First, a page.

A winter vegetable miso soup with carrots, parsnip, celeriac, garlic, onions and nori. The miso broth mixed with veggies creates a new flavorful spin on a classic soup.
Lately I have been studying a lot about the effects of high estrogen foods, such as soy or tofu, and hormone imbalances. So with that being said I tend to stay away from eating too much soy when I can. Read more about “The Hidden Dangers of Soy – The Secret To Why It Is So Unhealthy” by Health Ambition. Also read “Could You Be Eating Too Much Estrogen?” by Foodtrients.com
My recommendation, try to ditch the soy whenever possible, since many vegan and non-vegan food products and recipes contain soy products, mainly because it is the most abundant, and cheapest crop grown in America.
I used to love chicken noodle soup as a child, I mainly enjoyed the veggies and noodles. Now I get the best of both worlds, a simple vegetable broth, mixed with the richness of miso. What’s not to love?! I was very tempted to add soba noodles, but I’m glad I didn’t because it really didn’t need anything else, and I like the simplicity of miso soup.
I can imagine many other veggies going quite well in this soup too, like celery instead of celeriac, I was also thinking some hearty greens would be delicious, maybe some potatoes; although I tried sweet potatoes and it wasn’t the best.
The soup comes together in as little as 15 minutes. The first thing you’ll do is cut the veggies into bite size pieces, get some water boiling, and simmer the veggies for about 10 minutes or until soft. I didn’t use spring onions because they are not available in the winter from the farmers, plus slicing the sweet onions extra thin was quite enjoyable. You can choose to cook them with the rest of the veggies or throw them in at the end to maintain their health benefits. Onions are one those vegetables that are healthier raw, but if you don’t like raw onions, cooking them is perfectly fine.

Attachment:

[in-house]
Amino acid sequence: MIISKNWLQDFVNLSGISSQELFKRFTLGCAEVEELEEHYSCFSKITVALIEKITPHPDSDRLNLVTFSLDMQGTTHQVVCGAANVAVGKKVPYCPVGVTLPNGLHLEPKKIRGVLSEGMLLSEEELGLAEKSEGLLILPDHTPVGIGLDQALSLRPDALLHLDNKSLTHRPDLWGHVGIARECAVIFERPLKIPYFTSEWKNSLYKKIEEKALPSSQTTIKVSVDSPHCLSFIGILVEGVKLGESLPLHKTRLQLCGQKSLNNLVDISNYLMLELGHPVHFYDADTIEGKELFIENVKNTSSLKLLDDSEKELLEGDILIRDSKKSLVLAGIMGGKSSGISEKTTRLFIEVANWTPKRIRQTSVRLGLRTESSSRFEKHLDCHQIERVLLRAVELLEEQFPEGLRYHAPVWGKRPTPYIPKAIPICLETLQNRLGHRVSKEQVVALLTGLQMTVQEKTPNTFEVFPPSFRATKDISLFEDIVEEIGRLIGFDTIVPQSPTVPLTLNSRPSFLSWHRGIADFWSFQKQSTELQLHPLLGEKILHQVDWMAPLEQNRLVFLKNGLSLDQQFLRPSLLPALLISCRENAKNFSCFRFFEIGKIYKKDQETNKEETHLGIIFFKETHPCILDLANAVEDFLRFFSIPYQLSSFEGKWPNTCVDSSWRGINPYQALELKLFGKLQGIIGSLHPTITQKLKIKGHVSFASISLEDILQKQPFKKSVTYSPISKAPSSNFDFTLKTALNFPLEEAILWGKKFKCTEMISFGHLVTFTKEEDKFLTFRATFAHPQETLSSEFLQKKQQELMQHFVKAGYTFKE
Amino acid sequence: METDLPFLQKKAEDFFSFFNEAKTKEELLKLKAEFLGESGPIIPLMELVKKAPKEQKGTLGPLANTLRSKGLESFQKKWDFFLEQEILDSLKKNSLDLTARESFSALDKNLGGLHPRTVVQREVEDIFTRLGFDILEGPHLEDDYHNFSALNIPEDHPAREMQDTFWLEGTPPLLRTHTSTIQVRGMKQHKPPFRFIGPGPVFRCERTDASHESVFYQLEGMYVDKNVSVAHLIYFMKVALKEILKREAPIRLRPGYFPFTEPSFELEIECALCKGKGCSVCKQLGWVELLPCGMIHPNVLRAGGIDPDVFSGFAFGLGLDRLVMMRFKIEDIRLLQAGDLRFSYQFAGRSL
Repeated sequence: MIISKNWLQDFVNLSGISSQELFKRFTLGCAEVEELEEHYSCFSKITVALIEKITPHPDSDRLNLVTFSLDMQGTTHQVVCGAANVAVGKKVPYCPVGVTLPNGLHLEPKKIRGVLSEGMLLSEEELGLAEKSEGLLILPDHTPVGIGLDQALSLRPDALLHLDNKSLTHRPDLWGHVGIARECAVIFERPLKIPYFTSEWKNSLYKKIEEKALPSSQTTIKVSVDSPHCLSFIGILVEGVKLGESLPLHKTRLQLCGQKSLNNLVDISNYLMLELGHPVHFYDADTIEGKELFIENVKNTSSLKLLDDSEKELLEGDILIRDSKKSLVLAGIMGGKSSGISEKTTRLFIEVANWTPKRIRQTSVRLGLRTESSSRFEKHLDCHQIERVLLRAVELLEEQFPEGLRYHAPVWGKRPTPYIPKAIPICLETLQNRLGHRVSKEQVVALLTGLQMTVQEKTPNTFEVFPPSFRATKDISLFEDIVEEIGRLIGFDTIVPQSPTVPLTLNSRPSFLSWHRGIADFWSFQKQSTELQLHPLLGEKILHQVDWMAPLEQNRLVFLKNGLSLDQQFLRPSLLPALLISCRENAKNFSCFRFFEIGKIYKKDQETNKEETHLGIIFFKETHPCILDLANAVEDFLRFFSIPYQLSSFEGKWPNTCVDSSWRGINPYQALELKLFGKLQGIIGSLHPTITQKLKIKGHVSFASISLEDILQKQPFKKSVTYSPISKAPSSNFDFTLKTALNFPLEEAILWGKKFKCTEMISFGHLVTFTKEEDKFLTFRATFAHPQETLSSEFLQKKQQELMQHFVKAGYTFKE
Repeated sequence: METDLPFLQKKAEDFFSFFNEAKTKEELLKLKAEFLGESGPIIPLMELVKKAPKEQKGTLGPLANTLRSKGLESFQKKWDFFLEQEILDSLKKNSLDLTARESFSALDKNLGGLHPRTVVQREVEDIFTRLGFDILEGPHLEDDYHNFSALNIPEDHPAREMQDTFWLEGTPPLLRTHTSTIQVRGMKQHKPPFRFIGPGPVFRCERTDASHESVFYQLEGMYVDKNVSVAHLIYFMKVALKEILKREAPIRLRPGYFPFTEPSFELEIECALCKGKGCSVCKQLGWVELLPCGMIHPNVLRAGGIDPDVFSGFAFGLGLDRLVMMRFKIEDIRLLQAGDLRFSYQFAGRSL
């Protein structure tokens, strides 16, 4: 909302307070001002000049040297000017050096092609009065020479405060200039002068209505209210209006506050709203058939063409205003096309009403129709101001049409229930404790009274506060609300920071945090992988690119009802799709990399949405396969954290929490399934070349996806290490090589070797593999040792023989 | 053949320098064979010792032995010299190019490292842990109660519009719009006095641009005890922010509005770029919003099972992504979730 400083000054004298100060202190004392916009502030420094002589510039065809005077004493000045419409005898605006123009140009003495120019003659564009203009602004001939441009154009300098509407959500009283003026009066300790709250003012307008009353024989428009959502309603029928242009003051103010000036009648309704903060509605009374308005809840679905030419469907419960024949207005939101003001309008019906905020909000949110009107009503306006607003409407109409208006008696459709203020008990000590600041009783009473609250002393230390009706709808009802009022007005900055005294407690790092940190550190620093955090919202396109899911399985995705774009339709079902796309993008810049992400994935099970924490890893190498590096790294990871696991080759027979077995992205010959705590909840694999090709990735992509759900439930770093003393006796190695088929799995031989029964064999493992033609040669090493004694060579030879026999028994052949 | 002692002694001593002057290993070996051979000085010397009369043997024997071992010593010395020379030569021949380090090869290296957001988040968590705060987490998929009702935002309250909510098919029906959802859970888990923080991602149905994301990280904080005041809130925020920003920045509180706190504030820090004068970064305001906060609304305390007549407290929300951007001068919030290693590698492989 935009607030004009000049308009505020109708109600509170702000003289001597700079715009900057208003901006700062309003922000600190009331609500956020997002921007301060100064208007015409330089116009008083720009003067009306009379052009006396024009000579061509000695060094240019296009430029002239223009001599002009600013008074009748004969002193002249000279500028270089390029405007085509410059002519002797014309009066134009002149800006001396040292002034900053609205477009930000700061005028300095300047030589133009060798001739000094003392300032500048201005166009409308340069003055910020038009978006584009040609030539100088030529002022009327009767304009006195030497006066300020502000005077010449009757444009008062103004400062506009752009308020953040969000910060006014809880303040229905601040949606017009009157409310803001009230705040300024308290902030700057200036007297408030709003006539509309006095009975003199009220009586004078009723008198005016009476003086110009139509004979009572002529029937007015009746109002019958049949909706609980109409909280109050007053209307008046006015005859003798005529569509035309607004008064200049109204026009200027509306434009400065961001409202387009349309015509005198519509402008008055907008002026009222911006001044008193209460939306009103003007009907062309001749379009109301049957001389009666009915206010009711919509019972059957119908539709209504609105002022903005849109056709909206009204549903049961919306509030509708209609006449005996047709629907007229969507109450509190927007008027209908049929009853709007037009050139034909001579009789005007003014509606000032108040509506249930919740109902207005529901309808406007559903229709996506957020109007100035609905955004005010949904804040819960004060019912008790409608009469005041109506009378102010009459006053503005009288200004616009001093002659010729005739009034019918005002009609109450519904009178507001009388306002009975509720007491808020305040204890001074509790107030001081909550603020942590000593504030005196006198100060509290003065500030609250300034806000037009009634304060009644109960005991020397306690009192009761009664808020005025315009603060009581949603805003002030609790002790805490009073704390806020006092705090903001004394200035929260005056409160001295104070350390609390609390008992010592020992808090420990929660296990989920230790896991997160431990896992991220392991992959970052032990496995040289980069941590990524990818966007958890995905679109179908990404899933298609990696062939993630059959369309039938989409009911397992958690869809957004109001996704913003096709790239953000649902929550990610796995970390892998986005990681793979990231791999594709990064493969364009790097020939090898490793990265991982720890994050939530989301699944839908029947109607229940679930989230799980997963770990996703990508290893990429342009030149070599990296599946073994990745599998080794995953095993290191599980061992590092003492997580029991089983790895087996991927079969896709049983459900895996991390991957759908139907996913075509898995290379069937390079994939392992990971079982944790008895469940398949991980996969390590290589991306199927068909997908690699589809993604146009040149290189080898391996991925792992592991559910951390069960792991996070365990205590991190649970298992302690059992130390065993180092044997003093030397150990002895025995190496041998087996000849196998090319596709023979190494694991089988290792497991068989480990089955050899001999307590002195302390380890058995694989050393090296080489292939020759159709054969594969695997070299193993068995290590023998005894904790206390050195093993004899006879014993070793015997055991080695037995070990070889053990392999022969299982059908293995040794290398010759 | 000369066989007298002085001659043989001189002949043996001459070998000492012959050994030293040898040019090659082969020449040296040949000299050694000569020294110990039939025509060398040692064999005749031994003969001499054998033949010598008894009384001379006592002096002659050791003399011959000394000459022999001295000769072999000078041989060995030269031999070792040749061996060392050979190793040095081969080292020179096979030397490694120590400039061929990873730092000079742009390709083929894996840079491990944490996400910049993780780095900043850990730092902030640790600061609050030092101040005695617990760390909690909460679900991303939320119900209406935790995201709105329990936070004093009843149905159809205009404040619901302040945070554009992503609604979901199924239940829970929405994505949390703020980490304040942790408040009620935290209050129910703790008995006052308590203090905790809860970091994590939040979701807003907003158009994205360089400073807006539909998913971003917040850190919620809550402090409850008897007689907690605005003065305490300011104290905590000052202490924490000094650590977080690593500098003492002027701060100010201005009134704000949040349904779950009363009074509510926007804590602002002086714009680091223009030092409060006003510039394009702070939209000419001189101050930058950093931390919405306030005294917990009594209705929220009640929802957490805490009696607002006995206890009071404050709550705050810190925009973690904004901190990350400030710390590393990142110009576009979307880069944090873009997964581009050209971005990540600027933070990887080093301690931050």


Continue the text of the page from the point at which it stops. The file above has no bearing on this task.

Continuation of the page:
Next you’ll want to stir in some of the hot water with the miso separately to make sure you get rid of all the clumps, then you just add the slurry to the pot and mix it all together. Lastly you’ll throw in the strips of nori and that’s it! This soup also reheats very well the next day and is perfect to take with you for lunch.
I used Miso Master’s traditionally fermented miso, the mellow white version. It was incredible! When looking for miso make sure it is GMO-Free since most of the soy grown in America is genetically modified. Also look for organic, because non-organic soy is grown with a lack of essential nutrients which comprises flavor.
I hope you enjoy!
- 2 quarts water
- 2 sheets nori
- 1/2 cup miso
- 1/4 cup carrots
- 1/4 cup celeriac
- 1/8 cup parsnip
- 1/8 cup sweet onion
- 1 clove garlic
- 1 tbsp soy sauce; optional*
- Boil water while cutting carrots, celeriac and parsnip into bite-sized pieces and thinly slice onions and garlic.
- Turn heat down to low and simmer vegetables for 10 minutes or until soft.
- Add a little bit of hot water to miso in separate bowl and stir until smooth.
- Add miso slurry to soup and mix well.
- Add strips of nori.
- Store in air tight glass container, such as mason jar, for up to 1 week.